Newspaper Page Text
MARCH 30, 1905.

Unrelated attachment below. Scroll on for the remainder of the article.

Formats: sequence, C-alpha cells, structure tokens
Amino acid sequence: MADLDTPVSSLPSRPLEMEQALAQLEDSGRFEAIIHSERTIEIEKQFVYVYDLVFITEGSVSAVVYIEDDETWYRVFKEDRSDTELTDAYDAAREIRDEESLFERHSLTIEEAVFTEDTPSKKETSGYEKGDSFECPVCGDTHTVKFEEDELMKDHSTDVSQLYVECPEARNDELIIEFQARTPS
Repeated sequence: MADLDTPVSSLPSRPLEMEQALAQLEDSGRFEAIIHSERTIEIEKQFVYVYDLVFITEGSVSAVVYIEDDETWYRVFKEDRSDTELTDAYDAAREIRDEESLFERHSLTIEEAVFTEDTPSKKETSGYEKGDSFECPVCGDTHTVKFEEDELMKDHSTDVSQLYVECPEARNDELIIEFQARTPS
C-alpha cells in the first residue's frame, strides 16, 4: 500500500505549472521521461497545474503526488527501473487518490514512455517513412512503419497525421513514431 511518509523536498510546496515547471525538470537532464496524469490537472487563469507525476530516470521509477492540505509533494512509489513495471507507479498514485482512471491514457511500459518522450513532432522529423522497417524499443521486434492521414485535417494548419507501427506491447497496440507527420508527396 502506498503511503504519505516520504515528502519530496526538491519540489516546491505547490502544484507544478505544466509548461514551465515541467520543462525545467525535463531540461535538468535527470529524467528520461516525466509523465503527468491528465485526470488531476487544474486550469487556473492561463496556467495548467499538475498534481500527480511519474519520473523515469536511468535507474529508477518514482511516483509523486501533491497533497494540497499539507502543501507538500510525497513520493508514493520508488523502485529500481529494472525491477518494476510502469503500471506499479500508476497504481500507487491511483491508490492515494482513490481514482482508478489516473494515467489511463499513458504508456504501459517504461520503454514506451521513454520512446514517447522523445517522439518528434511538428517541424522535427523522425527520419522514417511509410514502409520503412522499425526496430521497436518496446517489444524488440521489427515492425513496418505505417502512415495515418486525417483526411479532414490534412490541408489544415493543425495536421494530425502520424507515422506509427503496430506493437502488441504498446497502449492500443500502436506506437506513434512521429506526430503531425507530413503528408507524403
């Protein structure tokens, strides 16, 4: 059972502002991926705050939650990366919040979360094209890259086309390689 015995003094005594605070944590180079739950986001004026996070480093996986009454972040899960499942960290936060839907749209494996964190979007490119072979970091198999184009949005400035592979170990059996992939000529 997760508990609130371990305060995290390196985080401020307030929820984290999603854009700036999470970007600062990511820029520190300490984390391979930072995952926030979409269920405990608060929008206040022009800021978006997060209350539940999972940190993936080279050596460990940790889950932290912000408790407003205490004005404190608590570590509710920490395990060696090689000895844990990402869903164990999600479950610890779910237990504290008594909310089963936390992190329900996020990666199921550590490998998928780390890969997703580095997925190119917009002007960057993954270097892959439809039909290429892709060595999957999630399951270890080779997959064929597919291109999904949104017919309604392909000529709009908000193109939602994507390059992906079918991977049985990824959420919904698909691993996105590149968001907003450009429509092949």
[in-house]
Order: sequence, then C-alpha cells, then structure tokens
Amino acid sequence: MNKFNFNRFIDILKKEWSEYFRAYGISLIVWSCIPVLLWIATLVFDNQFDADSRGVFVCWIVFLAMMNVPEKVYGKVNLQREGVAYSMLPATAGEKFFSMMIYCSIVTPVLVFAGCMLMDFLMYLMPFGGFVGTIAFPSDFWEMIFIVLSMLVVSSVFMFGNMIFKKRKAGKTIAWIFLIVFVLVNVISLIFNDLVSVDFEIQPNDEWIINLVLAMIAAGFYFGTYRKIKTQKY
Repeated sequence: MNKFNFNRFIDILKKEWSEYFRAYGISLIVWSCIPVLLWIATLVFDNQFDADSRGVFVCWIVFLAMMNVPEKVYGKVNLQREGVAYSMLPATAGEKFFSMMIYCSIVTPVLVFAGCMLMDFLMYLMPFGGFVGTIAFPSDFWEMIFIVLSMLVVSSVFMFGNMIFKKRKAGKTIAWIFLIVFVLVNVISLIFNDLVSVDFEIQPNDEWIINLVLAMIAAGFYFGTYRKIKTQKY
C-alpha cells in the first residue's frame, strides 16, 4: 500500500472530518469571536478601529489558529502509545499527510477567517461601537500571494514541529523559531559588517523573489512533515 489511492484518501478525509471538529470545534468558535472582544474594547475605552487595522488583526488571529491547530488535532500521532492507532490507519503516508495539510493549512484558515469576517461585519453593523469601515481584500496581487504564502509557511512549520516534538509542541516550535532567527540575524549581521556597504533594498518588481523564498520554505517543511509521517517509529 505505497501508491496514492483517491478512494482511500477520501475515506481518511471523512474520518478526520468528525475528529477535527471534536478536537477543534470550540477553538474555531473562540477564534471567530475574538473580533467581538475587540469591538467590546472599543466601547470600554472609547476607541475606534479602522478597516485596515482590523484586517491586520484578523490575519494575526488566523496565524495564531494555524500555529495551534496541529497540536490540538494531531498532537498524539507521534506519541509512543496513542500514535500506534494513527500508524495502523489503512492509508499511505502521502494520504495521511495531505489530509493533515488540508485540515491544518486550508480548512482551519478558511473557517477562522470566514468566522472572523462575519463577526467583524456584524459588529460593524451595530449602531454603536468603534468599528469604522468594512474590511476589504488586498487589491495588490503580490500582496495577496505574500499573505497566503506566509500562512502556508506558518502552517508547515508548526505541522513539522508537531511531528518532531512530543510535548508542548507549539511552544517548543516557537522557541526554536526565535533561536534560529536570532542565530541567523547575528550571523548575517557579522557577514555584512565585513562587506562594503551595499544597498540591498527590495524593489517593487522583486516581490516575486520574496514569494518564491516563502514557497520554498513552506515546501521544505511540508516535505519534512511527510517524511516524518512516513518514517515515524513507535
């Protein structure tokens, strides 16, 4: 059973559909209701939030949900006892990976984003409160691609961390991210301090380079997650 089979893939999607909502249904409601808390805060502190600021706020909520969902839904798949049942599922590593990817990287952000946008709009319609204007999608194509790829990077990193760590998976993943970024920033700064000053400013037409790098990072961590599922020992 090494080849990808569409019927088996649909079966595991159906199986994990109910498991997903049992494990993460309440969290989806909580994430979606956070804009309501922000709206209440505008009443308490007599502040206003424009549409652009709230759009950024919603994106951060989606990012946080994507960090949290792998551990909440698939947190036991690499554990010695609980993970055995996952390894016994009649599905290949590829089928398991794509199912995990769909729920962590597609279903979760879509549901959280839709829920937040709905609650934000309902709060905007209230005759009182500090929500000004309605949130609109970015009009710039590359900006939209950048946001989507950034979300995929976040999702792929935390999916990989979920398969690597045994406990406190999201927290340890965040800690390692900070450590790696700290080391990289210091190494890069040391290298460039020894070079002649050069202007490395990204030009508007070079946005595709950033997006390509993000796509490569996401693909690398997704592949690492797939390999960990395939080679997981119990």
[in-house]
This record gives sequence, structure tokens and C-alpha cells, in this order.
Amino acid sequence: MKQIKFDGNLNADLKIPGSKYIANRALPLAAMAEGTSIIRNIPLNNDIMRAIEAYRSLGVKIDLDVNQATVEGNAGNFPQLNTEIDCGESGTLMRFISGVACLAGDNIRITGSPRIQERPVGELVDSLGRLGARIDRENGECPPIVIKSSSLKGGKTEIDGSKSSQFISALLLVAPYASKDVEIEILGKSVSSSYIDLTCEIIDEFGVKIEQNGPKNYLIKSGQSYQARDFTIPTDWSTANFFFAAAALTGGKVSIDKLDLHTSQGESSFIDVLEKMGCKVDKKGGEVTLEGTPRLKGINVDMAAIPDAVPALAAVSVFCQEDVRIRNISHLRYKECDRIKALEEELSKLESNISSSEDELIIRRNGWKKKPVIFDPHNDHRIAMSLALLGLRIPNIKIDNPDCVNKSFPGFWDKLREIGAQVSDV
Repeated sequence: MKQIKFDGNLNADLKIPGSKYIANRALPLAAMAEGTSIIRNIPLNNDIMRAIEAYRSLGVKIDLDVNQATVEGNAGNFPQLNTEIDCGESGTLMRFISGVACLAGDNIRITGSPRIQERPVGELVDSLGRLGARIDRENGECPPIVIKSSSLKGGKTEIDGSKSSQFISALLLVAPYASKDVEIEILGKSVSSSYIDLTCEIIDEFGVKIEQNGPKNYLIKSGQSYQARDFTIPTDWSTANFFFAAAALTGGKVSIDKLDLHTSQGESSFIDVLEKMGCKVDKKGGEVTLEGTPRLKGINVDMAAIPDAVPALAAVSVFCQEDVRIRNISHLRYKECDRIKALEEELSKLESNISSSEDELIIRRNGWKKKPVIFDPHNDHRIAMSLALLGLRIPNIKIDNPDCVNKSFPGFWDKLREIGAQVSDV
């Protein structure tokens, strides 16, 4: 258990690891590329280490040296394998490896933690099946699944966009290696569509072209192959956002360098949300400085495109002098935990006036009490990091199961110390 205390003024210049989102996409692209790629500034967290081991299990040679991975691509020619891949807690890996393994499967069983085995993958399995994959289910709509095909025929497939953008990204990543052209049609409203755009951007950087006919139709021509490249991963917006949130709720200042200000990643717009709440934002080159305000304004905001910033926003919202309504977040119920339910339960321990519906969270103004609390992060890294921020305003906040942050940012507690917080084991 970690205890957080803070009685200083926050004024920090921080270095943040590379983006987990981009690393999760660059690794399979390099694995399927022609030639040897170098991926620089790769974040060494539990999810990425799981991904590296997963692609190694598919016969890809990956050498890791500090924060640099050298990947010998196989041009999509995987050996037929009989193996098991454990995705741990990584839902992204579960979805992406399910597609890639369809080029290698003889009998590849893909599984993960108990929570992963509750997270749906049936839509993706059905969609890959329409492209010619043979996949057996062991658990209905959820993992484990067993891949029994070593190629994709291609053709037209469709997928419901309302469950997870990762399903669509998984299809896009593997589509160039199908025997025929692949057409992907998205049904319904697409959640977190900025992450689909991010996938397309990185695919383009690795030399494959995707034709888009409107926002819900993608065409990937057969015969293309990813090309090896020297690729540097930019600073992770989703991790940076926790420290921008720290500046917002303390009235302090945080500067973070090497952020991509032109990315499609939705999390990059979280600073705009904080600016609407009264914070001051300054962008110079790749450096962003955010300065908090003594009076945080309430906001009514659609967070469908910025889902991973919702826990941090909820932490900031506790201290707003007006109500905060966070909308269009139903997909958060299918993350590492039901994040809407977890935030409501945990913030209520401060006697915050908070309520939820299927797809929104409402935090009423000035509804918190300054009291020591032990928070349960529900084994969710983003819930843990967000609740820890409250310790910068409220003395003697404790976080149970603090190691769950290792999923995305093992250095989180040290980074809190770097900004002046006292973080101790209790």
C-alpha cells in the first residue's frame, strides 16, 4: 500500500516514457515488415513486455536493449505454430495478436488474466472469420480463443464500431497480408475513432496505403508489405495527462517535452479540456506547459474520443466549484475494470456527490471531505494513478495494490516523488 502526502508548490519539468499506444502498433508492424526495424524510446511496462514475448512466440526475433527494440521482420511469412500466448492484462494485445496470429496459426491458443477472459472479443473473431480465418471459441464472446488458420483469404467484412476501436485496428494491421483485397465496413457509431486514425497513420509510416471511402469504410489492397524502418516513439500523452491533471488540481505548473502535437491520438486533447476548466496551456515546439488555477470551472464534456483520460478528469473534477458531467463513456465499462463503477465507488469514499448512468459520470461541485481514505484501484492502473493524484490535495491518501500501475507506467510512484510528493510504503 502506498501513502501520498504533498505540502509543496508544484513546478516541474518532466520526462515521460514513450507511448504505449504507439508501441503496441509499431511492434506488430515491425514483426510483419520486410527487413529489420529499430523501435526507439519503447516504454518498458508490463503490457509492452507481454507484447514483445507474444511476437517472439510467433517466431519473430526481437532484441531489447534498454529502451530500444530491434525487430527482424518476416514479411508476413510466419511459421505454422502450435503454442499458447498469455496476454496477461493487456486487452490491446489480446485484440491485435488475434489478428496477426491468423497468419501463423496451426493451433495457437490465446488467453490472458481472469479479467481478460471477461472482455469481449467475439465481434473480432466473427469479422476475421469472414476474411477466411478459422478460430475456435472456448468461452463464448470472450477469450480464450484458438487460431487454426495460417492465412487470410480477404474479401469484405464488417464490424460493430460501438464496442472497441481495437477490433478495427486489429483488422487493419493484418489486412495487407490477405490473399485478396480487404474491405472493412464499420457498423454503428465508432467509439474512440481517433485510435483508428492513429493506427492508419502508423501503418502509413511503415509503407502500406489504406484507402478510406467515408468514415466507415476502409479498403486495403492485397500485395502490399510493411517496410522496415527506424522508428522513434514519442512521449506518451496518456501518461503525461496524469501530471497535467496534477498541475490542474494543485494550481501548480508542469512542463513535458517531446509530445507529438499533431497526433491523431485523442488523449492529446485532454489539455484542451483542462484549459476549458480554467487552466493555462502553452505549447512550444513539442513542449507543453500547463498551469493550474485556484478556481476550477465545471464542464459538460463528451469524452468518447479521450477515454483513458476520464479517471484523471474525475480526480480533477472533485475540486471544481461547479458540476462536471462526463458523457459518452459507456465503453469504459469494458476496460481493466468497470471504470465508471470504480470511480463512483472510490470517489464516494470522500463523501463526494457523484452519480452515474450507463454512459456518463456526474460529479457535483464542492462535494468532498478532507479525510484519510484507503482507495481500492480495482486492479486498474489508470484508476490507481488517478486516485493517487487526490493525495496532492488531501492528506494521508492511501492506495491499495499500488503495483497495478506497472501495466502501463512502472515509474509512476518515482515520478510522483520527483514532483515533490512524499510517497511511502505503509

PAGE 8 Uh& Nobraskcx Independent Che Nebraska Independent Utitoln. Tltbrtsk. LIBERTY BUILDING. 132S 0 STREET centered according to Act of Congress March S, 179, at the roe (office at Lincoln, Nebraska, M ccond-clasa mail matter. PUBLISHED EVERY THURSDAY. SIXTEENTH YEAR M ii i i sua SI. 00 PER YEAR : When making remitUncea do not lewt Money with news agencies, postmasters, etc. to be forwarded by them. They frequently forget or remit .a different amount than waa left with them, and the aubacribex faila to get roper creC't. Address ell ecaniunicationa, and mako ail drafta, money orders, eft,payable to ,tl)t tttbraskt Indtptn&tnt, Lincoln, JV5. Anonymous comm'r jications will not ha katiced. Rejected manuscripts will, net ba retnroed. T. H. TIBBLES, Editor. C. Q. DE FRANCE, Associate Editor. P. D. EAGER, Business Manager. . Ohio democrats are now looking for a Moses to lead their disorganized forces to another brilliant defeat. Six men have been killed in the prize fighting ring in Philadelphia. The prize fight is a regular thing in that republican town. , ; , v The Delaware legislature; -has ad journed and Addicks still holds it dead locked. He had more voles in the leg islature than any other republican and declares that he will go to the senate yet",; . "n' i.'w '."-- ; . Colonel Henry ; Wattef son of the Louisville Courier-Journal-, is in Spain studying Spanish moonshine. The col onel should not '.-forget while , there : to confer with Spanish' politicians regard ing a; definite plan of organization for , the conservative democracy.;-;. :v . Arkansas got after the., insurance companies and made it so hot for the trust that they had formed that 68 of them threw up their licensps.. discharg ed their agents and quit business in the state. The trusts are getting some hard knocks in .various places, in these 'United States lately. . r ' . . .. ,! Representative , Townsend ,of , Michi gan, declares that the, president will call an extra session of congress in the fall for the expressed purpose of push ing his railroad bill through the sen ate. Perhaps Mr. Roosevelt is. at tempting to try some experiment on ' the wearied brains of his opponents. , ' Two weeks ago Roosevelt appointed Quarles, the most efficient, man the railroads ever had in Wisconsin, a fed eral judge, and, , last .. week, through Elihu Root he offered a . judgeshipTo Alton B. Parker, late . Belmont . candi date for the presidency,,: in, the state of New York. What sort of a man is Roosevelt, anyhow? .',.' Some of the Congregationalisms are protesting against receiving the $100, . 000 that John D. Rockefeller proposed to give to fheir foreign missionary so ciety, and it is rumored that he will withdraw his offer. When an eastern plutocratic church will not take John D. Rockefeller's money there is some thing in the wind, sure. Five years ago any church would have taken his money. In England whenever it becomes ap parent that the government does not represent the wishes of a majority of the people, the parliament is dissolved and a referendum is taken." In this country hen it becomes apparent that the government is in opposition to a jnrijOrity of the people, the corpora tions simply put up more money to corrupt and bribe and the government goes on the same as before. Let Labor Have What It Produce , In connection with Mr. Kennedy's article The Independent wishes to say: Every worker should have all he pro duces. No honest man denies that. The question is how much is the prod uct of the unaided bare hands. It Is a very, small part of all that is pro duced. There was never a greater fallacy uttered than that labor pro duces all wealth. The truth is that while no wealth could be produced without labor, any more than it could be produced without land and sun "light, it does not produce all wealth One might as well say that sunlight, or land, or rain produces all wealth as that labor does. Labor is one factor in the production of wealth. There are many more. Starting out with that false premise leads to a continu ous series of errors. v "I think that for a producer to get all the wealth he could or would pro duce would stimulate production rath er than destroy ambition." Under the collective ownership of all the means of production and dis tribution, the producer of wealth would get nothing. What he produced would belong, not to him, but to the collectivity.' That, being the case the motive to produce, inspired by the nat ural instinct of ownership, would be destroyed, and ambition would disap pear. ' '. 1 : "To be compelled to give up four fifths, etc." Here the same error enters. What a worker produces, ' even if he owns the machines and the land, is not the sole result of his labor. It is the re suit of the scholar in his study, the chemist; in his laboratory, the school teacher, the instructor in morals, the statesman ' and ' ! a , ; - thousand ' other things. : The fruits, ; the corn, the wheat, the cattle, the -vegetables in the garden, come' forth-hot alone from the labor 'required in ; planting, cultivat mg -lantdj ; harvesting, j -.but from the thought and study 'of all the ages past. The apple was once a crab, bitter and astringent, the Poland , China, Berk shire j or , Durpc Jersey : hog, not long ago, was a raw-boned,! long-legged, big snouted creature - entirely different from what : we seei Jin the pens. now arid, which .brings to Nebraska so much wealth., Therf is something else that .enters into that hog besides labor. It seems .very strange that any intelligent man should assert that labor produced that hog. Without' labor it could not have been produced, but there are ten thousand, other thngs without which jit could not have been produced, of , anyone of which it could be said that it produced that hog as truly as to say that labor produced it. Of the labor that enters into; the production of, that hog, but a very small part is the labor of this generation. It is the labor of thej ages since man, existed that makes much more of the value, than that of the man who raised it. If the man who raised the1 hog appropri ated t all, he! would be taking much that he did not produced The world a large, takes that part that he did not produce and leaves the hog raiser only the portion that he did produce. At Jeast, that is what it pretends to do, but it takes m6re, and it does it by. means of monopolies, trusts, tariffs, extortionate freight rates, and exces sive taxation. . That man should have what his labor produced. Under so cialism and the common ownership of everything, he would only be a com mon owner along with 80,000,000 oth ers, many of whom do not produce. The more one. reflects upon this primary postulate of socialism, the more unfair and wrong it appears. The labor of the hands produced but a small part of the wealth of the world. Wealth is to a very large de gree the product of the mind. The enormous output of steel is largely the product of mind. The new process by which it comes frorm the mills in lots of hundreds of ton?, and without which our present railroad system could not exist, was a product of mind. How much of the value of steel is the product of the men who work in the mills? Can anyone say that the value of steel belongs wholly to the men who mine the ore and smelt and fashion the steel? Does not part of that value equitably belong to the fchool teacher who taught those men and gave to their brains intelligence? Does not part of it belong to the chemists, the philosophers, the inventor who have preceded them? . Let every man have for his own, not as an 80-millionth part cwner, but. for himself alone, all the wealth tljat he produces, but don't let him set up a claim to wealth that he never pro duced, and don't let him be robbed of what wealth he produces by means of tariffs, trusts and railroad extortion. In regard to what would be done with railroad presidents under govern ment ownership, and it is strange that any man should raise such a question, it may be said that they would still be railroad presidents just as they are now.. They would be in the service of Uncle Sam instead of Hill, Harriman, Gould and Rockefeller. That would be true of all . railroad employes. There would be no strikes and the railroads would be out of politics, just as the postoffice is out of politics. Politicians would pay their fare witb just as much j certainty as. they now put a stamp on a letter if they expect it to be trans ported in the mails. ,: t ". . Figured It All Out. Universal disgust", is expressed among republicans all-over the state in regard to the . present legislature. ; 'Sj They will everywhere assert that it is a corporation body, that the state offi cers are like the legislature, tuat tab conventions of the republican party are all manipulated by the railroads, they will denounce the pass : system and repeat with bitterness what pop ulists have been saying about the re publican party for the last leu yeaib. After all that, if one . of them is cor nered and is forced to answer the ques tion whether he will continue to vote the republican ticket with conventions under the control of the railroad and officers universally riding on passes, he will answer yes. ; ' It is probable therefore,' that the republican party will continue to rule. A young lawyer in the northern part of the state has figured it all out. He says that the way to obtain office hi Nebraska is to denounce the extor tions of the trusts and railroads and always stand in with the republican party. What the people want is a man who will always denounce the railroads, ride on passes and always vote the way the roads dictate. It will never do for a man to vote against the roads. The man who does is always downed at the riext election. The. same thing happens to a party that does' that sort of thing. The young lawyer gave as an illustration of the last statement the manner in which the people's party; was treated. That party came into power by an accident, went to work in the hardest times that this state ever saw, and without in creasing taxes one cent, paid off $600,- 000 of the state debt. Just: as soon as the people could get a whack at that party, they proceeded to knock it cold and stiff. Then the republican party came- into power in the best times that the state had had for-two decades, and increased the state debt, with nothing to show for it, a million and a half, in two years. The repub licans denounced- that extravagance with the same vehemence that they are now denouncing pass grabbing, and then proceed to elect an almost solid republican legisalture. The young lawyer continued his philoso phising as follows: "I am going into politics. I am go ing to be a republican and denounce the corporations and trusts with all the spare breath that I have. I am going to do that very thing and. always vote just as the railroad magnates and trust magnates tell me to. You Jnst keep a watch on me and you will find LIKIIXD OIL WHITK LEAD . jtXD ZINC PA I NT Guaranteed for five yearf. This paint will cover more surface, last longer and look better than any other paint on the market. Written guarantee) to every customer. We can save yon money. Investigate. Beautiful color cards and price list sent free on request Nebraska Paint and Lead Co. 305-309 O Street, Lincoln, Nebr. THE ARLINGTON NURSERIES Have In Stock 500,00 Apple Trees, 100,000 Cherry " Trees, " 80,000 Plum Trees, 100,000 Grape Vines; 600,000 Strawberry . Plants. A large and complete line of small frnlts, Or namentals, Roses, Evergreens, Shade Trees, Weeplne trees, iorest tree seedlings, etc. Our lruits won highest awards at Omaha, Porta Buffalo and St. Louis. : We make a specially of hardy varieties which are adapted to the West and Northwest t-'atisfaction guaranteed. . Prompt access to lending railroads. Catalogue mailed upon application. Your patronage solicited. MARSHALL BROS., Arlington, Neb.' Fruitful Trees I"0" " '""T Hllliona of Fruit And Vnrnut Tiaa nnM a-.... ana Asparagus. Guaranteed to reach you fresh and bright Freight prepaid on (10 orders. Free Catalog. 6A6E COUNTY NURSERIES. BOX fiJa. bfjtricf bfmism Strawberry Plants That will succeed in the Great Mid West. Free Catalogue of Small Fruits. W. A. ARMSTRONG & SONS, t , Greenwood, Neh. TREES THAT Hardy Tarieties biir cram 3r Apple, 4&c; Budded ireacn,3$c;Bia Locust Seed Inge, $1 per r - m RDftlU aV . Bar 1000: Con cord U rapes, per 100. We the freiirhfc. Catalog, English 'man, rree. NURSERIES Itatriee, Neb. tl.C0 and. 13.00 , HATCH EVERY EC.C USED Will It do it? Aikoarpatront. i ' : Mr. W. r. Or&ham, R. V. D. No. 1, New Hartford, la. ; Mm. Erie Brack, Hennille, ; . Kn. Send for FREE cU1oku, giviog Dun LSfr- 30 DAYS TRIAL- Buckeye Incubator Co. -; ' Box; 10. v Springfield, Ohio. ! r i . , 1 i1 ; i . iy, Incubators and Brooders Embrace nine orlsinal and dlntlnrJ: . improvements not found in-othar machine Inprenslnir thlr producing v powers, - making theinl1 minf tnesMt to all um are all oenllird . mour tw.frtt nteloftu. Write for it. 6en.ll. Lee Co., Box 89, Onaha.-Neb. 9 IO80 For , 200 Egg INCUBATOR Perfect in construction and action. Hatchet ever; fertile egg. Write for catalog to-day. OEO. H. STAHL, Quincy. Ill OLD i TRUSTY ! In First Ra.nk the First Yecr. Incubator Johnson's 12 years making 50,000 , ' : other incubators put it there. 40 DAYS TRIAL. 6 YR. GUARANTEE. . " 1 The Incubator Man has new patents. He'll tell yon in a personal letter what ' Old Trusty" is. His bier Catalog and Advice Book handles poultry raising in a practical way. And it shows what Johnson hast done to high incubator prices. Ask for it t It's Free. ;: , M. M. JOHNSON CO., Clay Ctnfsr, Neb. IIIWwlrlUHMlUlltUlK rOiMfiTllI I ill -iinmuni ) Brooko' Sure Cure Brooks' . Appliance. New' FOR discovery. Wonderful. Ho obnozlons springs or pads. Automatic Air Cushions. Binds and draws the broken parts together at you would broken limb. No salves.) Molymphol. No lies. Dur-I able, cheap. Pat. Sept. 10, '01. 1 SENT ON TRIAL. I CATALOGUE FREE. 8S00KS APPLIANCE CO., Bo 003 MABSHALL. UI0& TIFFANY'S Sure Death f Lice (Powder) sprinkled In the nest keeps your fowls free from ilee. Sprinkle hen and the little chicks will hare no lice. Tiffany 's Paragon 'Liquid" kills mites instantly. Sprinkle bed for hogs, roopta . for fowl6. Box powder for lit- -tie turkeys and chicks post Mid 10c. VTa want agents. . THE TIFFANY CO., Lincoln. Neb 1 1 1 1 I'M, ! : i : ' : i i ' 1 : 1 !i ' i : i ! : ! i i i-: : ;'. ' : ; : : i '' i s i ' i' l .Mil. i ; J i I f ! 1 .!' r. ' , u 1 1 . 1 1 ' : . i . . 1 . i ' : - I I : ' ( I t ' ; f 1 ! "I I M ! ; 5LUji,,'i!;!i!:v;i: -si 1 : ' ':)(( - ' ' ' il . :ii,r'-t;i i ml n : s i it i 1 i t u ' . ; : I ' . ! i - . - " . f r . H t ; 7